In her speech on taking the job, Lambrecht made clear what she wanted to do first: Visit the soldiers. "Conversations during visits to the troops in the next few days are very important to me," she said. "I want to find out what the situation is. I want to find out, especially in view of the foreign missions, what moves soldiers."
The Bundeswehr's foreign missions are a very sensitive issue right now, following what many saw as a catastrophic NATO withdrawal from Afghanistan in the summer. The rush to leave stranded many of the Bundeswehr's local Afghan staff, leaving some at the mercy of the Taliban, feeling betrayed.
Other challenges are also still lurking beneath the surface. Germany's armed forces still have reputational issues after a series of scandals involving soldiers with far-right sympathies especially in Germany's Elite Commando Unit (KSK). Lambrecht's predecessor had set in motion a reform of the KSK and disbanded the 2nd company of the KSK, a member of which was found to have stockpiled weapons and collected Nazi paraphernalia while his superiors looked the other way. Lambrecht will certainly be keen to get tough on any such issues.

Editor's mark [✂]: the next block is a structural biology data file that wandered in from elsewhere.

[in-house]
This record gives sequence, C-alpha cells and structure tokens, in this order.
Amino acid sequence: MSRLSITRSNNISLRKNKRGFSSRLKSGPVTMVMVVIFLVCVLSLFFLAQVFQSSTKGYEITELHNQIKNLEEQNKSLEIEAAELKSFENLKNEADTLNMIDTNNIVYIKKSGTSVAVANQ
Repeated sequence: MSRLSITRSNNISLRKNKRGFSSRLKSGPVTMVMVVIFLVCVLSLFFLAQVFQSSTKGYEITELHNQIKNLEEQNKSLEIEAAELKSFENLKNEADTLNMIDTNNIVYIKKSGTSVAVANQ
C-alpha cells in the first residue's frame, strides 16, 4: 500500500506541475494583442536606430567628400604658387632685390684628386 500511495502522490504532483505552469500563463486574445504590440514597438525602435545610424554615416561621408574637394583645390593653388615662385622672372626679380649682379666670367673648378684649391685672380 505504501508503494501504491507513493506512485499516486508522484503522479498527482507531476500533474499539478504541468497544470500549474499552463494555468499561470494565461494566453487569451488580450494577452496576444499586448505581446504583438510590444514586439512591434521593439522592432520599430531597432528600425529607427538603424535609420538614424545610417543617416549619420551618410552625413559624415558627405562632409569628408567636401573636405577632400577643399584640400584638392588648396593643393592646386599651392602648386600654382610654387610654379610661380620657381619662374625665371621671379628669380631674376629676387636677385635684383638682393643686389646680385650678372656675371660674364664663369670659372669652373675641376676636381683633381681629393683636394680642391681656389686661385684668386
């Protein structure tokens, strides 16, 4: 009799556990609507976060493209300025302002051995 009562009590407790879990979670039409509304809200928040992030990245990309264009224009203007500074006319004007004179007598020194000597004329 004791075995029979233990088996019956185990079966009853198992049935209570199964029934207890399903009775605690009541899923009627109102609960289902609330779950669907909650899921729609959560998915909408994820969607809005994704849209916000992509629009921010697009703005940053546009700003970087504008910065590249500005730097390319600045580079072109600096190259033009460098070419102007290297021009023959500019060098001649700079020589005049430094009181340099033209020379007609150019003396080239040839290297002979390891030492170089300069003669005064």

Among Lambrecht's first tasks are expected to be preparing exit strategies for the Bundeswehr's missions in Iraq and Mali, should the international alliances suddenly decide to withdraw again.
But the bigger problems might be at home. Some military observers think that, regardless of who is defense minister, much will depend on what the new government's priorities are. Schulte said the Bundeswehr's bureaucracy — everything from its procurement procedures to recruitment issues — is troubled by a deep-seated inefficiency that will take years to fix, and which will likely be more than any minister could handle in a four-year legislative period.
So the question is: What is expected of Lambrecht? "Is she able and willing to roll up her sleeves and fix the underlying problems?" asked Schulte. "Or is her job to keep as much trouble under wraps so as to not to disturb the coalition with unwanted attention in an unattractive field? We don't know what her task actually is."
Edited by Rina Goldenberg